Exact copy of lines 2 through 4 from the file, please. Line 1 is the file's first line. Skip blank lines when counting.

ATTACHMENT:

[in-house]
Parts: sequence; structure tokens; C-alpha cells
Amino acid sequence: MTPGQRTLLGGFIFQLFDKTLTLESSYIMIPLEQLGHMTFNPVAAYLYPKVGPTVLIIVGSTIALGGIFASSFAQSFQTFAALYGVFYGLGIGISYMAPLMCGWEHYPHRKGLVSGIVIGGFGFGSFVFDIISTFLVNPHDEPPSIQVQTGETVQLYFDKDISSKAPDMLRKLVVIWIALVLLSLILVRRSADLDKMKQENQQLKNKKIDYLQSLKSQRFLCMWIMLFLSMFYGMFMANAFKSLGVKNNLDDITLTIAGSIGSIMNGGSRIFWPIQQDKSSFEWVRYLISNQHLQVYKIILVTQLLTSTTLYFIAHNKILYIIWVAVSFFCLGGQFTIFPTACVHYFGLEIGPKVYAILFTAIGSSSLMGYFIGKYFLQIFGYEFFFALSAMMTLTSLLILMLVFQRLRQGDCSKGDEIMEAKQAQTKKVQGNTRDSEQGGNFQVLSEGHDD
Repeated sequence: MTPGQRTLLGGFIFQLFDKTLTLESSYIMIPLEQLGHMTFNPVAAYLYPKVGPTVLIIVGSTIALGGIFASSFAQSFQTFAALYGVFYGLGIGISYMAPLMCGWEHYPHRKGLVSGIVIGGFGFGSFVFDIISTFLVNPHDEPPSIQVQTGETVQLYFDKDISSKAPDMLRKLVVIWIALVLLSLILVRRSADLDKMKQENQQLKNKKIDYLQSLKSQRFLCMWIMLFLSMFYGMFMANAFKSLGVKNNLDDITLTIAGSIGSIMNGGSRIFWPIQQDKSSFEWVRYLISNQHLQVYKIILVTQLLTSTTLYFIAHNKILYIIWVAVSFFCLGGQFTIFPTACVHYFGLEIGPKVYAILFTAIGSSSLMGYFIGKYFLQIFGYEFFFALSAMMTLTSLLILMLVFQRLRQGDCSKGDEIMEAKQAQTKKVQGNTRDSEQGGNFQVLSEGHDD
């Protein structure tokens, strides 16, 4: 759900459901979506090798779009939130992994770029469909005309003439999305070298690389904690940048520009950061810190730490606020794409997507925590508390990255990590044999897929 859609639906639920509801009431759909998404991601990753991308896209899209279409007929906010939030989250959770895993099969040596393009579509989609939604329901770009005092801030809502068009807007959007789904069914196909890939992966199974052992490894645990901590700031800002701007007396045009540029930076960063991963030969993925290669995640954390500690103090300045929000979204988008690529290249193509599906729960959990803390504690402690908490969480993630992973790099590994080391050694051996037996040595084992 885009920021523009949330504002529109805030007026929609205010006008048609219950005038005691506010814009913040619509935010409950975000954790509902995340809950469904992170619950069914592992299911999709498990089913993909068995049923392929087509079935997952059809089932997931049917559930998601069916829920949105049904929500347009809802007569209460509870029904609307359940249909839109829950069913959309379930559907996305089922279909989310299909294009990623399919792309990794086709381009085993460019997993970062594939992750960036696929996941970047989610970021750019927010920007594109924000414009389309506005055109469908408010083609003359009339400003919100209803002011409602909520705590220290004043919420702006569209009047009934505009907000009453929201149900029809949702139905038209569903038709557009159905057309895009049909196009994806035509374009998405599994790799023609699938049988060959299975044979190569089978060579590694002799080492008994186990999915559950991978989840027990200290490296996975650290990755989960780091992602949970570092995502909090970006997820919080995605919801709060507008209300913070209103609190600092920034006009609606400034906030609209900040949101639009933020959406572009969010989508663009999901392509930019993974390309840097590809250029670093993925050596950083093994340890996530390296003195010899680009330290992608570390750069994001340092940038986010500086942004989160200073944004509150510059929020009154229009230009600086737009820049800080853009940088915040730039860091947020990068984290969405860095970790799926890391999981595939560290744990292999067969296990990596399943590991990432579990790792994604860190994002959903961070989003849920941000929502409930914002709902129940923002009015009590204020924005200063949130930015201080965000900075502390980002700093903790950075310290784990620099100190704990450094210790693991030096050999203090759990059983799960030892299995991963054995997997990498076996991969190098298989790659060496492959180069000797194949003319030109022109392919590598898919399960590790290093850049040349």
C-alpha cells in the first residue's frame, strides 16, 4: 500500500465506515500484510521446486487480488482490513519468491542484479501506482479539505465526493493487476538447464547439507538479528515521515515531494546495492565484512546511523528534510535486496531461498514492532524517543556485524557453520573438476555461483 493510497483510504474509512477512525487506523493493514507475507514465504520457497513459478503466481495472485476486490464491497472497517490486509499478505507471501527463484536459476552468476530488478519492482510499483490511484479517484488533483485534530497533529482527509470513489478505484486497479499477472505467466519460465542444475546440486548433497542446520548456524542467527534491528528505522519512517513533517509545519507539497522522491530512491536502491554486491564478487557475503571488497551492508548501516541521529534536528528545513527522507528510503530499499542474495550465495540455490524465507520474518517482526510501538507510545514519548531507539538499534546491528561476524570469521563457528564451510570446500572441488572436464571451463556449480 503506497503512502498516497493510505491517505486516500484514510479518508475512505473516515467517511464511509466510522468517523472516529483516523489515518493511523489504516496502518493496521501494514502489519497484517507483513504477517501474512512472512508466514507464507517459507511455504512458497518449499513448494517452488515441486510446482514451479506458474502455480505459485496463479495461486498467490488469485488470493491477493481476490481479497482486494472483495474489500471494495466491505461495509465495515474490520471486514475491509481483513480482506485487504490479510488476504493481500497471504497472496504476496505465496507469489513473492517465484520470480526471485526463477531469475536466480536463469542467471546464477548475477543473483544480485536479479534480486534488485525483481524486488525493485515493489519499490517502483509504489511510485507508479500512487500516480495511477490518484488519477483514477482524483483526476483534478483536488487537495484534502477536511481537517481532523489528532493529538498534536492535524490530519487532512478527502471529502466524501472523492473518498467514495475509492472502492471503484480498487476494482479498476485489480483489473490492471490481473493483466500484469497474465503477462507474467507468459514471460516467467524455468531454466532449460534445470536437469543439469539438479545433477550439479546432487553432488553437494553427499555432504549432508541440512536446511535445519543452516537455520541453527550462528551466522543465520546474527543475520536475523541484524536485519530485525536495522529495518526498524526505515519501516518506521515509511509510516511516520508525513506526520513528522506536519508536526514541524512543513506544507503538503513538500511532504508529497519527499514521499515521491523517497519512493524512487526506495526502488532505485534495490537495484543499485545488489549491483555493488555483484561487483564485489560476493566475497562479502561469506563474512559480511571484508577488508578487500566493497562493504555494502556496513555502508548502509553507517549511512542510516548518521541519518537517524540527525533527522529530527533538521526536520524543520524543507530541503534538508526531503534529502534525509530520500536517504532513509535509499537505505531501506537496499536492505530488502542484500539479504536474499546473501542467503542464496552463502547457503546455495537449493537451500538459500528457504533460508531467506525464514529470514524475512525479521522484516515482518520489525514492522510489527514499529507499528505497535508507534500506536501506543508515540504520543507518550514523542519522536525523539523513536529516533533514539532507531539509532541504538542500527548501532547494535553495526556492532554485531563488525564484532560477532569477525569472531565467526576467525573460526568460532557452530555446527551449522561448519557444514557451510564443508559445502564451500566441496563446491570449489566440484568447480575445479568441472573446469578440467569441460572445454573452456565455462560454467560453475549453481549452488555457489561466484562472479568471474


Parts: sequence; structure tokens; C-alpha cells
Amino acid sequence: MTPGQRTLLGGFIFQLFDKTLTLESSYIMIPLEQLGHMTFNPVAAYLYPKVGPTVLIIVGSTIALGGIFASSFAQSFQTFAALYGVFYGLGIGISYMAPLMCGWEHYPHRKGLVSGIVIGGFGFGSFVFDIISTFLVNPHDEPPSIQVQTGETVQLYFDKDISSKAPDMLRKLVVIWIALVLLSLILVRRSADLDKMKQENQQLKNKKIDYLQSLKSQRFLCMWIMLFLSMFYGMFMANAFKSLGVKNNLDDITLTIAGSIGSIMNGGSRIFWPIQQDKSSFEWVRYLISNQHLQVYKIILVTQLLTSTTLYFIAHNKILYIIWVAVSFFCLGGQFTIFPTACVHYFGLEIGPKVYAILFTAIGSSSLMGYFIGKYFLQIFGYEFFFALSAMMTLTSLLILMLVFQRLRQGDCSKGDEIMEAKQAQTKKVQGNTRDSEQGGNFQVLSEGHDD
Repeated sequence: MTPGQRTLLGGFIFQLFDKTLTLESSYIMIPLEQLGHMTFNPVAAYLYPKVGPTVLIIVGSTIALGGIFASSFAQSFQTFAALYGVFYGLGIGISYMAPLMCGWEHYPHRKGLVSGIVIGGFGFGSFVFDIISTFLVNPHDEPPSIQVQTGETVQLYFDKDISSKAPDMLRKLVVIWIALVLLSLILVRRSADLDKMKQENQQLKNKKIDYLQSLKSQRFLCMWIMLFLSMFYGMFMANAFKSLGVKNNLDDITLTIAGSIGSIMNGGSRIFWPIQQDKSSFEWVRYLISNQHLQVYKIILVTQLLTSTTLYFIAHNKILYIIWVAVSFFCLGGQFTIFPTACVHYFGLEIGPKVYAILFTAIGSSSLMGYFIGKYFLQIFGYEFFFALSAMMTLTSLLILMLVFQRLRQGDCSKGDEIMEAKQAQTKKVQGNTRDSEQGGNFQVLSEGHDD